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Public universities in Kansas are proposing tuition hikes significantly lower than some of the larger increases seen in recent years. The schools presented the plans to the Kansas Board of Regents this week.

The increases in tuition and fees for in-state, undergraduate students range from 1.2 percent at Kansas State University to 3 percent at the University of Kansas.

Oscar Sanisidro / KU

Silvisaurus condrayi, the only dinosaur known to have lived on the land that is now Kansas, is strutting its stuff again in Lawrence.

The dinosaur's skeleton is featured in a new exhibit at the University of Kansas Biodiversity Institute & Natural History Museum, along with an interactive display with images of the creature and the environment where it lived 100 million years ago.

The University of Kansas is being criticized for retaining former Chancellor Bernadette Gray-Little at a salary of more than half a million dollars

But the arrangement is far from unusual in Kansas.

Sam Zeff / KCUR 89.3

Since it was revealed that former University of Kansas Chancellor Bernadette Gray-Little was still on the payroll as a consultant, there have been questions about exactly what she is doing for her $510,000 salary.

Ray Swi-hymn / Flickr - CC

Record lows in Kansas City this past weekend were Greenland's fault, according to one University of Kansas professor. Greenland, as in the massive, ice-covered island in the North Atlantic Ocean.

"Spring is always pretty variable, and there can be this whiplash of cold and warm and cold again. That's, in some sense, just life on the Plains," says David Mechem, professor of geography and atmospheric science at KU.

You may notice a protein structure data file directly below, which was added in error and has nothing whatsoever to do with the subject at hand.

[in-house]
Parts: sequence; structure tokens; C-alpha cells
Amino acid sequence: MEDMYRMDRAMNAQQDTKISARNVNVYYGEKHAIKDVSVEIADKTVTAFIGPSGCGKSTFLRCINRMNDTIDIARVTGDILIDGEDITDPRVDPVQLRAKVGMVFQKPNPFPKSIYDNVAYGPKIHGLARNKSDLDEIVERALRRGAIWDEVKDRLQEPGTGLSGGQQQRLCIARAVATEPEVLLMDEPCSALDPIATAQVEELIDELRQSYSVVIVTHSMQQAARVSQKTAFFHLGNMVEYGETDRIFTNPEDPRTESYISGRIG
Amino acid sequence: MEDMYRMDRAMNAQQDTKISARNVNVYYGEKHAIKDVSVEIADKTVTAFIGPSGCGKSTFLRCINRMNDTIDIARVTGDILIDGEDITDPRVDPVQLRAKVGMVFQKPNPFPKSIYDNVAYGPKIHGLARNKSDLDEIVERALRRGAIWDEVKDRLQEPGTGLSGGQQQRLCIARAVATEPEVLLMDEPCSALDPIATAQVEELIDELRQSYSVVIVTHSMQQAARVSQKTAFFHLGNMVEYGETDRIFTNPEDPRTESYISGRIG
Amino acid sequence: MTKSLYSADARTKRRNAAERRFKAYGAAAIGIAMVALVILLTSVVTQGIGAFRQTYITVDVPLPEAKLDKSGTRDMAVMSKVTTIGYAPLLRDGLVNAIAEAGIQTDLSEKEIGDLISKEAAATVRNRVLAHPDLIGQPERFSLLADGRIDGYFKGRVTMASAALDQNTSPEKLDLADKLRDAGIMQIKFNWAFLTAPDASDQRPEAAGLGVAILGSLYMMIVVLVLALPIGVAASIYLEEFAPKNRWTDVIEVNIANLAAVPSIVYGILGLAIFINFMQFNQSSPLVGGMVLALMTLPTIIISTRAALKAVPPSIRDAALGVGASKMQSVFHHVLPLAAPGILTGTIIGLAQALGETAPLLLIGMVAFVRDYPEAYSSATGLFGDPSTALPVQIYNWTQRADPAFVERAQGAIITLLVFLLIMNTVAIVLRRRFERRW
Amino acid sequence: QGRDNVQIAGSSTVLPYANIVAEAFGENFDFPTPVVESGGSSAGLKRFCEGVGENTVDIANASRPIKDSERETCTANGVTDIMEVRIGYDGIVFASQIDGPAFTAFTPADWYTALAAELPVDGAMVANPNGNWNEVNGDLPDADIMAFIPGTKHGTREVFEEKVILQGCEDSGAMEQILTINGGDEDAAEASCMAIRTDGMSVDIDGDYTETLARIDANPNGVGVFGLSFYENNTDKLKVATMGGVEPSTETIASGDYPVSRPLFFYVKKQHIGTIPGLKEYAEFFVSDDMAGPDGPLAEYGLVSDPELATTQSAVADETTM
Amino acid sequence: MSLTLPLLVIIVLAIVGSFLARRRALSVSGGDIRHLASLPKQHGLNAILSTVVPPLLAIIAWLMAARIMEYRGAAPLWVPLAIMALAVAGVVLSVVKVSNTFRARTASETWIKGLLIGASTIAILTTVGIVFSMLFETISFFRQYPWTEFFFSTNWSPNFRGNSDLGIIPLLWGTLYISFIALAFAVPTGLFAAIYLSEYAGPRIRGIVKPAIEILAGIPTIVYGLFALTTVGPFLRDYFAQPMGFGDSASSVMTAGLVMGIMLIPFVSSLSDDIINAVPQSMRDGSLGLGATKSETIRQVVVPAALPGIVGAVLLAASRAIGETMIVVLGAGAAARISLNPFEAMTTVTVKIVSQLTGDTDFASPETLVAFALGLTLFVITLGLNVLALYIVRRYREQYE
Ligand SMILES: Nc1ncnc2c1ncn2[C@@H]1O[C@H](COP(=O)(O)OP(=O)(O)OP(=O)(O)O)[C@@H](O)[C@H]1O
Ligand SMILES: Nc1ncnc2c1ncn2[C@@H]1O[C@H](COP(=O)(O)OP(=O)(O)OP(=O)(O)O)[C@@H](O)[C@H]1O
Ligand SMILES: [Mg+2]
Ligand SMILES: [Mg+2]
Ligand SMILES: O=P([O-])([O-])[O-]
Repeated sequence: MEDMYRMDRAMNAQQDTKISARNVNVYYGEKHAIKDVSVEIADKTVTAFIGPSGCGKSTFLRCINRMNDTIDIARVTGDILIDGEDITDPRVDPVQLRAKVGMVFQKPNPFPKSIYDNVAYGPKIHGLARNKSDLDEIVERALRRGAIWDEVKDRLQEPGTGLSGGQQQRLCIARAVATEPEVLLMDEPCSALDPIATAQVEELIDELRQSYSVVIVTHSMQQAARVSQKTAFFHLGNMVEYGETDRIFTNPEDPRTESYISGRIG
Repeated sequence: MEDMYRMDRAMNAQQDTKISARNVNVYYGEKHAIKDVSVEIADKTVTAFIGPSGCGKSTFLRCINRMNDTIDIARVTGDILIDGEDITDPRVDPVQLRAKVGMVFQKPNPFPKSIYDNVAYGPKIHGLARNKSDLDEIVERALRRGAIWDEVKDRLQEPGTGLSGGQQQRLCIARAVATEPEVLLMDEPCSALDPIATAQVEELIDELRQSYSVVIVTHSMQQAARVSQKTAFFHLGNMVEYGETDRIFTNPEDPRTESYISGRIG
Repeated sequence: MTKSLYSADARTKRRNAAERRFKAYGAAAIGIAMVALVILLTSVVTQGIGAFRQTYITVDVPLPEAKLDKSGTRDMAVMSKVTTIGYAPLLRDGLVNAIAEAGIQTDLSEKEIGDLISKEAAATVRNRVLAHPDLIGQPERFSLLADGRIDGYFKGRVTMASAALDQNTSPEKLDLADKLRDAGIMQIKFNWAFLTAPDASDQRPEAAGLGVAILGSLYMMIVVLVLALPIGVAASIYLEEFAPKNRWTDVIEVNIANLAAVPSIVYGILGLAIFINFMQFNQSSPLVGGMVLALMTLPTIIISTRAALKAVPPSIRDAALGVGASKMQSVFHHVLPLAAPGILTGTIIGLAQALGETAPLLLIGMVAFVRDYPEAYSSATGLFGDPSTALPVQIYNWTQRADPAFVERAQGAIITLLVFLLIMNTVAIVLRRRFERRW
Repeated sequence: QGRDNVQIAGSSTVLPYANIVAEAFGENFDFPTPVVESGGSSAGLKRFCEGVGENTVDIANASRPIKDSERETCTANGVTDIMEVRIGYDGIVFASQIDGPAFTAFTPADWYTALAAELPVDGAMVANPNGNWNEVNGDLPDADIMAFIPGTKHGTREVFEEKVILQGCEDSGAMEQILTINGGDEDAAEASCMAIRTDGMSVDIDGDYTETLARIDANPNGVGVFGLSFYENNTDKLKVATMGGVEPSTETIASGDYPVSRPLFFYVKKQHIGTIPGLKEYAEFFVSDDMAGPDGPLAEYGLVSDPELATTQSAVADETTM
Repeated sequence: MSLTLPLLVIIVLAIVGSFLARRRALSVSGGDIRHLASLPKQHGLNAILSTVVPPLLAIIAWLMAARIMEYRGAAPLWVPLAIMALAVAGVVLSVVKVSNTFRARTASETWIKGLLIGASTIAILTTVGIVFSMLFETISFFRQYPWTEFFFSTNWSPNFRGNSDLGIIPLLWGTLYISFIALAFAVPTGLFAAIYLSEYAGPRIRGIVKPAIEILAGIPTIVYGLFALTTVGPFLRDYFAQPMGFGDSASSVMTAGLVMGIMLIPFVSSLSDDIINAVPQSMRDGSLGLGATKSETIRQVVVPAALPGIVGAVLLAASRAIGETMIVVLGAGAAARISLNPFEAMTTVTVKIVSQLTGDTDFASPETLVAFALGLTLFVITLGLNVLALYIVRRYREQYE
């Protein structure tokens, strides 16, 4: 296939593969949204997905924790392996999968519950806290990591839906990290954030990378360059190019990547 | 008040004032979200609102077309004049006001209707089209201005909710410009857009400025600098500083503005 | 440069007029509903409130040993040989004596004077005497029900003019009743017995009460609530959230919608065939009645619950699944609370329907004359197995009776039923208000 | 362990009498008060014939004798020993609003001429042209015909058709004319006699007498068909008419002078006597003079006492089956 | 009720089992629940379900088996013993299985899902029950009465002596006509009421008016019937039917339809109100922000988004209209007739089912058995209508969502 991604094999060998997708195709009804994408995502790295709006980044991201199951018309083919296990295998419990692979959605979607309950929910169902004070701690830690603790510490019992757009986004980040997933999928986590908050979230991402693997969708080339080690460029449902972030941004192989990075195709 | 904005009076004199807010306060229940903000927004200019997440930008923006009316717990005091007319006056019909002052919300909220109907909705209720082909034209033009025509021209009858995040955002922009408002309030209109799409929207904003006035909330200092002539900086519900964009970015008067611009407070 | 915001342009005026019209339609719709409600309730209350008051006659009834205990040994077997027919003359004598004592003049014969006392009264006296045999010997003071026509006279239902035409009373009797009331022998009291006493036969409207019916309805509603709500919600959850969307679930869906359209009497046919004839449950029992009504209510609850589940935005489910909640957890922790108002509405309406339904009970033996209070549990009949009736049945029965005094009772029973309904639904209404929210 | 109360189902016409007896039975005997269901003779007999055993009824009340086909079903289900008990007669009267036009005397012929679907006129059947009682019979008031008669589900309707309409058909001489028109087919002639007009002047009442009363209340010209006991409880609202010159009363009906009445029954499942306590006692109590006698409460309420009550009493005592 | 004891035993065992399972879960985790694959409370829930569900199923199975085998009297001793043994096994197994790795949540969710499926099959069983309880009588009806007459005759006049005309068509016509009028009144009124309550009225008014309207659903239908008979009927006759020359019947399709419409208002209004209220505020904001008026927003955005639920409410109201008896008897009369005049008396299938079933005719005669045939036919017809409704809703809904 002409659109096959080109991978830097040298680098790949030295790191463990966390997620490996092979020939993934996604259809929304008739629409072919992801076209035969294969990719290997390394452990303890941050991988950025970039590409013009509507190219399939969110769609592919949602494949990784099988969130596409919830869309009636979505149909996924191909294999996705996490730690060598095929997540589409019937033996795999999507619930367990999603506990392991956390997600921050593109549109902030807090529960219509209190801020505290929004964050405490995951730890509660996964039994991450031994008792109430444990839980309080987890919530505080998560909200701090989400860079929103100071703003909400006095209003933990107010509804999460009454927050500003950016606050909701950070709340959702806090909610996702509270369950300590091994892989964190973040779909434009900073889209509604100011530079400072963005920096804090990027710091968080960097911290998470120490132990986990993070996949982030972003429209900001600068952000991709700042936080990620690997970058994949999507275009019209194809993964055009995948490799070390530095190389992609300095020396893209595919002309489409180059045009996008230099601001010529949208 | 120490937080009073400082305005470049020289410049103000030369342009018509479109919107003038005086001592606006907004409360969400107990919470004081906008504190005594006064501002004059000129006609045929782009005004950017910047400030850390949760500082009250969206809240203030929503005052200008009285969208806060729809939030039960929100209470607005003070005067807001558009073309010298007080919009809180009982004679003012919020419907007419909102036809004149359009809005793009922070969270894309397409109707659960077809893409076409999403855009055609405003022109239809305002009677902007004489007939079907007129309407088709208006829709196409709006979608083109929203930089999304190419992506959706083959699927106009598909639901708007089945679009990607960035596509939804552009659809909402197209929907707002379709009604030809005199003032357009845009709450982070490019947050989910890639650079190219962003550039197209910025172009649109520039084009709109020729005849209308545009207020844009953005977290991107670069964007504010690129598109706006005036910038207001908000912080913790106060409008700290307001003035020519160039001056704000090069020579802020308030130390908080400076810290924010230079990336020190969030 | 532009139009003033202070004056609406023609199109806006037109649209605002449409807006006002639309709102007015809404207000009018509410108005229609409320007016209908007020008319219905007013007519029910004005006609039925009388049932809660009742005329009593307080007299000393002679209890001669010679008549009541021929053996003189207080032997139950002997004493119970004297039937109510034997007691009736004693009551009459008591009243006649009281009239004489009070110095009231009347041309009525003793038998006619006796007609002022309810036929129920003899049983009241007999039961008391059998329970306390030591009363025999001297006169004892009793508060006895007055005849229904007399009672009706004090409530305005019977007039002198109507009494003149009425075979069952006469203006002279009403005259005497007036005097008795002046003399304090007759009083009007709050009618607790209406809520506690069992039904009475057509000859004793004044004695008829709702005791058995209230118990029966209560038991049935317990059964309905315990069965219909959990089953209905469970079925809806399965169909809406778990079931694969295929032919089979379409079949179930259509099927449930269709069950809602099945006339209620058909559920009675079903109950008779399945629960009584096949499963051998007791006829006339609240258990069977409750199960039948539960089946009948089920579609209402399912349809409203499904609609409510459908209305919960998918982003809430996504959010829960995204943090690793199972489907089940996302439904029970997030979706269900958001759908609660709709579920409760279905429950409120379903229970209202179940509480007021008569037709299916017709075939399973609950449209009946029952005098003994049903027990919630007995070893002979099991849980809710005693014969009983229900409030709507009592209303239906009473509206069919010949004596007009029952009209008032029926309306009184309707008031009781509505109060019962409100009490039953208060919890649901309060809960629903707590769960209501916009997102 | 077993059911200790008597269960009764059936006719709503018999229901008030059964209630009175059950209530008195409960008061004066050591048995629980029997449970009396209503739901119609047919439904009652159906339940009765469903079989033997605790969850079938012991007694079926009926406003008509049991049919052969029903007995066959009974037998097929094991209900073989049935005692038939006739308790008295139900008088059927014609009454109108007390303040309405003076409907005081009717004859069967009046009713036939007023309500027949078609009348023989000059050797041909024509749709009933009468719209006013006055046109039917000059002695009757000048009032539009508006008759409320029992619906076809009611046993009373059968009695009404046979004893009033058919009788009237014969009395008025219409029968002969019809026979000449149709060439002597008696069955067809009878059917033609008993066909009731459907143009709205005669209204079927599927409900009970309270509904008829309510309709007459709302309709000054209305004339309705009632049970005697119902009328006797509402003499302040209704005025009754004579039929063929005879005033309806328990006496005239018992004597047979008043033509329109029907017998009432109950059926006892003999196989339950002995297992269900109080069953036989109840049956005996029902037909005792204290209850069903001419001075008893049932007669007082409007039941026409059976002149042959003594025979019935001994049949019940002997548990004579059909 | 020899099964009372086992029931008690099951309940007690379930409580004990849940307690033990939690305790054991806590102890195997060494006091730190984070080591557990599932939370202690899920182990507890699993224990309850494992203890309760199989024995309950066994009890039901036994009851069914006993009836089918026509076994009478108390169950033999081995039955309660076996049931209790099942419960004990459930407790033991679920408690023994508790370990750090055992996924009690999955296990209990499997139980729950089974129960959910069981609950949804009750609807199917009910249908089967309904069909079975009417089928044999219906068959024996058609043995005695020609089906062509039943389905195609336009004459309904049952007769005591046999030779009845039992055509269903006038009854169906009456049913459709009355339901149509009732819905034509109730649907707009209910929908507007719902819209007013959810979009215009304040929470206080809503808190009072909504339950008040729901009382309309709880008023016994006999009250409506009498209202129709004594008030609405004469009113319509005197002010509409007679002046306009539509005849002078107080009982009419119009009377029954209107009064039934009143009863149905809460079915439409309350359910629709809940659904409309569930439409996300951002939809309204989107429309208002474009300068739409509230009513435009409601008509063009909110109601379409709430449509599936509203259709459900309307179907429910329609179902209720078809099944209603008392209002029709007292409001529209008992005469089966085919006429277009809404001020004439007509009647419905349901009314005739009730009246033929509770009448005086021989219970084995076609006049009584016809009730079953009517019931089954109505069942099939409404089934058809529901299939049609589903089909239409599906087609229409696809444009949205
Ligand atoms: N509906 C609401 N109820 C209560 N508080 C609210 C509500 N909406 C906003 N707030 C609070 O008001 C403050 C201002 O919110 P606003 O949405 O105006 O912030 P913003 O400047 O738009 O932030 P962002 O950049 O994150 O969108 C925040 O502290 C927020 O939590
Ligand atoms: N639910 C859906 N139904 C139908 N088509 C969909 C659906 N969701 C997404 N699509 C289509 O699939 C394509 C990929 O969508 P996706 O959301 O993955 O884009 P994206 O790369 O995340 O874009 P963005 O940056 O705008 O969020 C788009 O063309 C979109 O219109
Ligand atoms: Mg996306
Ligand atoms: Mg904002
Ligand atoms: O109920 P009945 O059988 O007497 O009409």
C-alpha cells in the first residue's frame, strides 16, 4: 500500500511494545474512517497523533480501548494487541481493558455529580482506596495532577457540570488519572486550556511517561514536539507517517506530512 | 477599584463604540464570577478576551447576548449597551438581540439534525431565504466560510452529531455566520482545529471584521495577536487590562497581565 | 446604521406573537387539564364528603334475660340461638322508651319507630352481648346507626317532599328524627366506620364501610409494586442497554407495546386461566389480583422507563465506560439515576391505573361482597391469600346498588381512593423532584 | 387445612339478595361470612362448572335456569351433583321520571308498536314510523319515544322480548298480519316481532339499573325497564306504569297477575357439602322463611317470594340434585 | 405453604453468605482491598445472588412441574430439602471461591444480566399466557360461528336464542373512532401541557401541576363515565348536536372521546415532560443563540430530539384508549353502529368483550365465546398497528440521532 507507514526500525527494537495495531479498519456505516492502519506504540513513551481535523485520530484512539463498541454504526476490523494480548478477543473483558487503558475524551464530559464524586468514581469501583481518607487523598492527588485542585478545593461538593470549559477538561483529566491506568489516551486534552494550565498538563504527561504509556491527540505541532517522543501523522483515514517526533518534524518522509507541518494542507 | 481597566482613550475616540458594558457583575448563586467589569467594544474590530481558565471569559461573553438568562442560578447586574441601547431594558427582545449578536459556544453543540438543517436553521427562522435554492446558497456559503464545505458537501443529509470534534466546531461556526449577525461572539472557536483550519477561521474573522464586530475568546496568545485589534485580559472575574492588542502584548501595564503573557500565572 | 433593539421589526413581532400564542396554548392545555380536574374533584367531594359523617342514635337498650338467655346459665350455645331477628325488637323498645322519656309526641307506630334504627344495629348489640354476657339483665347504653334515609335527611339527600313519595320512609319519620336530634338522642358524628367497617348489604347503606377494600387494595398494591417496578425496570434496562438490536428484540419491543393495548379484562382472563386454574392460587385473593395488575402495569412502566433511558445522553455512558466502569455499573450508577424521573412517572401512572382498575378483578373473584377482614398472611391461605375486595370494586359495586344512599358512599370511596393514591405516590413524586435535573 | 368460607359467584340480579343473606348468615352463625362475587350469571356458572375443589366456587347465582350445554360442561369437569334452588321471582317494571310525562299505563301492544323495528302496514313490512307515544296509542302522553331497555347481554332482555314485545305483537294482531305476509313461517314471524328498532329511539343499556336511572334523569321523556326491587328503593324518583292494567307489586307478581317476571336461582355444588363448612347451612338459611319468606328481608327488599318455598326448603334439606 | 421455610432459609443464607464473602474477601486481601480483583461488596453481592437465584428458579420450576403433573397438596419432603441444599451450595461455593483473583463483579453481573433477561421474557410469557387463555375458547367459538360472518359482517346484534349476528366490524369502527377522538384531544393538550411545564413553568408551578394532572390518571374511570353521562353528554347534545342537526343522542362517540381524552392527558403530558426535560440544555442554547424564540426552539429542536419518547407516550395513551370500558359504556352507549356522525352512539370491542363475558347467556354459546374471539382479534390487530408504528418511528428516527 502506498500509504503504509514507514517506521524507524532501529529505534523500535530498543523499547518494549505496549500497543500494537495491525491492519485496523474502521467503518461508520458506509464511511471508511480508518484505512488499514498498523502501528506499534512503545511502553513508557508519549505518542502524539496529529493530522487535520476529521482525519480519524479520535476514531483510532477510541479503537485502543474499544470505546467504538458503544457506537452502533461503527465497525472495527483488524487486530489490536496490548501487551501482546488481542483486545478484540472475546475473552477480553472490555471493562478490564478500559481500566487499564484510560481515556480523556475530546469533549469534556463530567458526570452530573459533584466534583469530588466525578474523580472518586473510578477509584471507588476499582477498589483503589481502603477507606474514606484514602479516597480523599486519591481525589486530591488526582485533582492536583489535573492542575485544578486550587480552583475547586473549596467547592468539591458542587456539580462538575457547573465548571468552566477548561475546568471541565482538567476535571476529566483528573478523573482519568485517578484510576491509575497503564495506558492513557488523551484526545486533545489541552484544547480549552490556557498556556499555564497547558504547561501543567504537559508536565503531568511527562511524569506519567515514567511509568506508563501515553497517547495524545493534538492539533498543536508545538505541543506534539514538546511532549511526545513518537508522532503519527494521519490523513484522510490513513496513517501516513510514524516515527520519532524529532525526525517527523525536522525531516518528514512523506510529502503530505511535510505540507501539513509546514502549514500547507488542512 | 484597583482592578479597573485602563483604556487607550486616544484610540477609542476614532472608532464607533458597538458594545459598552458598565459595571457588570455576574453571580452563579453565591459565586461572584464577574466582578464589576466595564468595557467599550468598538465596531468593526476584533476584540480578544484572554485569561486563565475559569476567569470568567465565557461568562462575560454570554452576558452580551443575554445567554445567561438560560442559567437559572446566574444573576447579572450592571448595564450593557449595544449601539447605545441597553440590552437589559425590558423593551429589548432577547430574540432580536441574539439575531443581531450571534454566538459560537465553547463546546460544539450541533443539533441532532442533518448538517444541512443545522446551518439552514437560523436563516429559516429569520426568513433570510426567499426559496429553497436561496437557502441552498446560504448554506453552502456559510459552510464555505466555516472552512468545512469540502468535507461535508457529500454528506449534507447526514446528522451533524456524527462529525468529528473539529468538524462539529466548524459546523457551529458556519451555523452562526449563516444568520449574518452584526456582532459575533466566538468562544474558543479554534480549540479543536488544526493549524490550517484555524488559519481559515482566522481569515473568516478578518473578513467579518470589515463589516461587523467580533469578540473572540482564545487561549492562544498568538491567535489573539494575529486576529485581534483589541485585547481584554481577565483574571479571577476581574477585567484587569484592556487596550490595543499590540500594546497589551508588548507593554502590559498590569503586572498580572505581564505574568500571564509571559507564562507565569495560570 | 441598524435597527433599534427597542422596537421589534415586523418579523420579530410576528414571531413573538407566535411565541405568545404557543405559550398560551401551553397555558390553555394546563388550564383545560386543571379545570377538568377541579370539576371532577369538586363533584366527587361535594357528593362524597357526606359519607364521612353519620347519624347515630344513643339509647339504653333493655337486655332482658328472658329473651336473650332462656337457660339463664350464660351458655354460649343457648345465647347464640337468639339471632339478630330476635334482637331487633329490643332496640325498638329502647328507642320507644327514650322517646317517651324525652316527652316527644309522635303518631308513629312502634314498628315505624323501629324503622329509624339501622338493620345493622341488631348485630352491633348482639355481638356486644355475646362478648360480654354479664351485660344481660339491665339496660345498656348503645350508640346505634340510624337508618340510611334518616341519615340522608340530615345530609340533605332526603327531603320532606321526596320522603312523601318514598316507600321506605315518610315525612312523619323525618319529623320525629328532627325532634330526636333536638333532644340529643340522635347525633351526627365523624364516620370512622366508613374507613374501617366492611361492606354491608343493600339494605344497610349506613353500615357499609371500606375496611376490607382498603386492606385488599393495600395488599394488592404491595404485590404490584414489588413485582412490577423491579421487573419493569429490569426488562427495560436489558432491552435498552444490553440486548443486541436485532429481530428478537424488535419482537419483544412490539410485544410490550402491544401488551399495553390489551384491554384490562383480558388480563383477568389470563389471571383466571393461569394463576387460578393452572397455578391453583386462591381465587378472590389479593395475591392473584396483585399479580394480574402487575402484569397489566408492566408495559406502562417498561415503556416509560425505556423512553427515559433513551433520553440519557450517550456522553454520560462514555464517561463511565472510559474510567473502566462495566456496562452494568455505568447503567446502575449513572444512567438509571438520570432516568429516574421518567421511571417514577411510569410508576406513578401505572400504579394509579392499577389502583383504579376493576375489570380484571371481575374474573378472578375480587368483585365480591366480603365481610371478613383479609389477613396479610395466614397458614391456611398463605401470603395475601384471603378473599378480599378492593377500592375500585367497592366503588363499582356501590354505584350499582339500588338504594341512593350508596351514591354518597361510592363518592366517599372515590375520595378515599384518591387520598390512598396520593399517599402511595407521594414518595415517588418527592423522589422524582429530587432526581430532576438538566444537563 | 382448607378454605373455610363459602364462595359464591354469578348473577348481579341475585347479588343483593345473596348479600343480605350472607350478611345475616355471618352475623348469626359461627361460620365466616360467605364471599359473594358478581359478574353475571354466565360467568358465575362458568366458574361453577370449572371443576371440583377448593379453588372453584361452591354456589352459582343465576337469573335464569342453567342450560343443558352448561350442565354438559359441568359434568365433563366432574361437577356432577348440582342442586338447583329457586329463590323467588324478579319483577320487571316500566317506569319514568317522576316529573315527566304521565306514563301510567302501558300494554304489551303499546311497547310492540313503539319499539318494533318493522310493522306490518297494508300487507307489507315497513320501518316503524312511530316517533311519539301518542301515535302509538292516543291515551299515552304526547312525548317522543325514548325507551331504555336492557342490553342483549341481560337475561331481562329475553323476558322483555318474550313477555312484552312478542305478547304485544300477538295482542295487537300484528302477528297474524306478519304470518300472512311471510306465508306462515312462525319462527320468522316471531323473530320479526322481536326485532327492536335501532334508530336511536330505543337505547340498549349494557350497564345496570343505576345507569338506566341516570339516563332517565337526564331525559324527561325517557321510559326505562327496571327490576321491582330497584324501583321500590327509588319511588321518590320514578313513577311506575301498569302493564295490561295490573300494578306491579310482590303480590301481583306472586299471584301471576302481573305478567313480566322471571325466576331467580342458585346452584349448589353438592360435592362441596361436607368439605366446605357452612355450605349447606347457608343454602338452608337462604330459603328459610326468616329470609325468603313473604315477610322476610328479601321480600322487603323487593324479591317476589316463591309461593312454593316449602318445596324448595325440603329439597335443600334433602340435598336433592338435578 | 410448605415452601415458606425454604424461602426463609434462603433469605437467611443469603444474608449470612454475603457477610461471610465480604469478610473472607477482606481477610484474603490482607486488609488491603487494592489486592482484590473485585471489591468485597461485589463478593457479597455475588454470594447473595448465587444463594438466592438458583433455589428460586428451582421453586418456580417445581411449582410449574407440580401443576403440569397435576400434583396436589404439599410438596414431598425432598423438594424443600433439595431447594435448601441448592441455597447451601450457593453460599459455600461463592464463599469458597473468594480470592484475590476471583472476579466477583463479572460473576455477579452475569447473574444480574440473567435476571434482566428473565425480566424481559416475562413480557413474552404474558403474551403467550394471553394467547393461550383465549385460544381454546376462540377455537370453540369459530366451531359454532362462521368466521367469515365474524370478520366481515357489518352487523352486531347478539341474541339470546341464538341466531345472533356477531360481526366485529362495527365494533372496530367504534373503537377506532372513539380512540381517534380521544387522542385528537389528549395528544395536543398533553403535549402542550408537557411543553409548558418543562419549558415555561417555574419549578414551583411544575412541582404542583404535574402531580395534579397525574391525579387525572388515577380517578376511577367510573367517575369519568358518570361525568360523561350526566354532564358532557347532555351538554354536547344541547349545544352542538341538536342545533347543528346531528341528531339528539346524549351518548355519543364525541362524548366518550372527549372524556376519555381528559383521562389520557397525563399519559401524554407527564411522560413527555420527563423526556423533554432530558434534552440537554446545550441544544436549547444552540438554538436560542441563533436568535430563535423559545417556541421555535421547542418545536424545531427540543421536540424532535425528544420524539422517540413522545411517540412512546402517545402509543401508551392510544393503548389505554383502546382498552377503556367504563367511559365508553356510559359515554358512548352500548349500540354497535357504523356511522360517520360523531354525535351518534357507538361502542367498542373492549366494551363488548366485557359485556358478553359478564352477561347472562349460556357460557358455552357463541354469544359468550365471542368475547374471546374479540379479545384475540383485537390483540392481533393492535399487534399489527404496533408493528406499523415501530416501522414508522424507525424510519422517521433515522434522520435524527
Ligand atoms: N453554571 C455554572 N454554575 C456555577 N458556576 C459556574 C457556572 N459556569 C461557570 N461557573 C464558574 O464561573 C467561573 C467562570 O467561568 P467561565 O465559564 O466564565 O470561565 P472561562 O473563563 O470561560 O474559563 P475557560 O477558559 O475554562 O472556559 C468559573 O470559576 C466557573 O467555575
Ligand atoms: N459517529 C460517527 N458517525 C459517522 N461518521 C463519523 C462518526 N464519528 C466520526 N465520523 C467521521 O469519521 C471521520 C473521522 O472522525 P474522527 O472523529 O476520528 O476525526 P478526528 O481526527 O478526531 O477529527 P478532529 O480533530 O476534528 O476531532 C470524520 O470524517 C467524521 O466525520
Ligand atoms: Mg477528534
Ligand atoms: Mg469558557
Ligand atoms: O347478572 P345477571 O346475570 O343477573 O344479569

Shane Adams / Flcikr - CC

Segment 1: Adidas and KU have been implicated in an FBI investigation of collegiate basketball.

Luke X. Martin / KCUR 89.3

In light of newly passed legislation impacting gun laws and school funding, many college students in Kansas and Missouri may not feel like lawmakers are hearing their concerns. 

Two student lobbyists are hoping to change that.

Luke X. Martin / KCUR 89.3

Segment 1: How do university students ensure their priorities have a voice in state government?

Students in Kansas and Missouri have concerns that go beyond their next exams and life after graduation. They point to soaring tuition rates, concealed weapons on campus, sexual harassment and assault, and state support for higher education. To communicate their concerns, student lobbyists work the hallways in both state Capitols. Today, we met the students who do this important work.

Greg Echlin / KCUR 89.3

As they advanced over the first two weekends of the NCAA tournament to reach the Final Four, the University of Kansas Jayhawks played inside arenas relatively close to Lawrence, which gave them some friendly crowds.

But at the Alamodome in a dome in San Antonio, it’ll take more of an effort to win over Texans in the crowd who aren't dressed in Villanova, Michigan or Loyola colors.

Alex Smith / KCUR

Once a month, a recording studio in the basement of the Lawrence, Kansas, public library opens for a jam session.

There are no guitars or drum sets, though.

The players make music with motion-detecting computers that allow anyone – regardless of physical or developmental ability – to become composers.

The jams are an opportunity for creativity and healing, organizers say.

Aaron Brown

Brian Daldorph, who teaches English at the University of Kansas, published his sixth book of poetry late last year. “Ice Age/Edad de Hielo” is both a celebration of his late father’s life and a glimpse into losing a parent to Alzheimer’s, which Daldorph did in 2012.